Considering Notre Dame's natural recruiting advantages, many will be surprised to learn that the Irish haven't had a defensive player drafted in the first round in well over a decade. In fact, it was 1997 -- Davie's first year leading the Irish -- that the Jacksonville Jaguars selected defensive lineman Renaldo Wynn with the 21st pick of the draft. Since, there has been only one Notre Dame defender even drafted within the first 50 picks of any draft, and that was defensive tackle Trevor Laws to the Eagles two years ago... who went 47th overall.

During Lou Holtz's reign (1986-1996), on the other hand, there were 12 Fighting Irish defenders drafted within the first 50 picks...

I can understand why Notre Dame fired Charlie Weis. He simply didn't win enough games. However, the man was brought in due to his brilliance as an offensive coach. He helped turn Brady Quinn into a first round pick, recruited and will have successfully made Jimmy Clausen into a first round pick and has produced some talented skill position players around them in tight ends John Carlson (2008 2nd round pick to Seattle) and Anthony Fasano (2006 2nd round pick to Dallas) and wide receivers Maurice Stovall (2006 3rd round pick to Tampa Bay) and Golden Tate.

If Notre Dame is to return to its former glory -- a monumental task considering their high academic standards and tough annual schedule -- they can't just rely on the flashy offensive stars to get it done.

Congratulations to Brian Kelly on the new job. I wish you the best... (and by that I mean a pass rusher or shutdown cornerback or two...)


Posted on: December 1, 2009 2:11 pm
 

Bowden, Weis could impact draft

With Charlie Weis' firing and Bobby Bowden's reported retirement, NFL scouts expect highly rated underclassmen from Notre Dame and Florida State to even more strongly consider leaving school early for the pros.

Speculation is rampant throughout the league that Irish quarterback Jimmy Clausen will enter the 2010 draft and his favorite wide receiver, Golden Tate, is likely to leave, as well.

Clausen is widely considered the most NFL-ready quarterback in the country due to his blend of physical talents, experience in a pro-style offense under Weis, and three years as a starter. If Clausen does indeed leave, it would be hard for any new Notre Dame coach to convince Tate that his stock would improve in 2010. His numbers would almost certainly go down with a new quarterback and potentially new offense and regardless of when he leaves Notre Dame, he'll be the same size, which is the most obvious drawback for the receiver -- perhaps generally listed at 5-11, 195 poinds by the Irish.

Perhaps the most intriguing development, however, could occur with the Seminoles and quarterback Christian Ponder. Like Clausen, Ponder has multiple years of starting experience in a pro-style offense and has showcased the big and accurate arm scouts are looking for. Just as importantly, he's shown a great deal of improvement throughout his career. The shoulder injury that ended Ponder's season prematurely will be healed in time for pre-draft workouts, which has prompted some scouts to float his name as a potential "surprise" early declaration.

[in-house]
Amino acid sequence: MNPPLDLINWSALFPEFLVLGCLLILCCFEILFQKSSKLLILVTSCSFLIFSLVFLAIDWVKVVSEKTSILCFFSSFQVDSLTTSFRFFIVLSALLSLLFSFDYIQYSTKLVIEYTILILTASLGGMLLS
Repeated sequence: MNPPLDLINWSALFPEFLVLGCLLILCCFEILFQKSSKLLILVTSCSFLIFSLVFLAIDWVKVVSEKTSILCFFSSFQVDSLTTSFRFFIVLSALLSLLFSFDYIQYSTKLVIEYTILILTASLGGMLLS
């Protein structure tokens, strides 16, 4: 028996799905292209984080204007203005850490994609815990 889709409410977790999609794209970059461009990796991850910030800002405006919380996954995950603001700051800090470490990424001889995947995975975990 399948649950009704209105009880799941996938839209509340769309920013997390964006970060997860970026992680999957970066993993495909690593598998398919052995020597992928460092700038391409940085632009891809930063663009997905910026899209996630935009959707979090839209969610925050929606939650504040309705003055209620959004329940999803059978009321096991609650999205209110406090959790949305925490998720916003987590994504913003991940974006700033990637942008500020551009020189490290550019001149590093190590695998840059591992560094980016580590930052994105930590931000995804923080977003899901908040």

One would presume that the relationship already in place with offensive coordinator and expected new coach Jimbo Fisher will keep Ponder in Tallahassee for his senior campaign. However, considering the relative dearth of senior talent at quarterback and the potential salary loss for rookies following this draft, the FSU quarterback is one scouts may be pondering before anyone thought...

 
Posted on: October 3, 2009 4:53 pm
 

Jake Locker, Jimmy Clausen good, not great so far

With unsettling performances from many of the highly ranked senior and junior quarterbacks ranked ahead of them, two passers NFL scouts have become increasingly intrigued by this year are Washington and Notre Dame juniors Jake Locker and Jimmy Clausen, respectively.

Locker's athleticism, toughness and potential as a passer have drawn comparisons to Tim Tebow. In reality, he is a further along as a passer than Tebow and has a stronger, more accurate arm with a quicker release. This fact has led some to project him as highly as a potential #1 overall candidate for the 2010 draft, should he elect to come out early.

The poise and accuracy Locker showed in the stunning upset over USC significantly increased his national attention, but scouts have been well aware of his ability for years. He remains an unfinished product, however, who too often resorts to running rather than exhausting all of his passing options.

Against Notre Dame thus far, Locker has been accurate on the short to intermediate passes, but still too often is either throwing to his first read or tucking the ball. He has the prerequisite arm strength to zip passes into tight coverage and the touch and trajectory for the deep ball. He hasn't been helped by repeated drops from UW receivers and a porous offensive line. There is no denying his first round tools. At this point, however, scouts tell me they still view him as a second round pick, as he is at least a year or more away from contributing in a pro-style offense against NFL caliber defenses.

Classen, on the other hand, is significantly further along in his development as a passer. Of course, this is to be expected after serving for three years under Charlie Weis. Classen understands the offense, making the proper adjustments at the line of scrimmage and has the accuracy to hit receivers in stride. He also spreads the ball around the field beautifully.

Like former ND star Brady Quinn, however, Classen's lack of dominant arm strength makes him a good, but not necessarily great prospect for the next level. Classen relies on his accuracy and understanding of the offense to attack, but he's attempted some dangerous passes in the first half against Washington, attempting to squeeze passes into tight holes in the secondary, such as on a 2nd quarter pass into the endzone that the Huskies should have picked off.

Their national hype may lead some to believe Locker and Classen are certain top ten prospects. In reality, while each has tools to work with -- and quite different tools at that -- both are potential gems that still require a great deal of polish...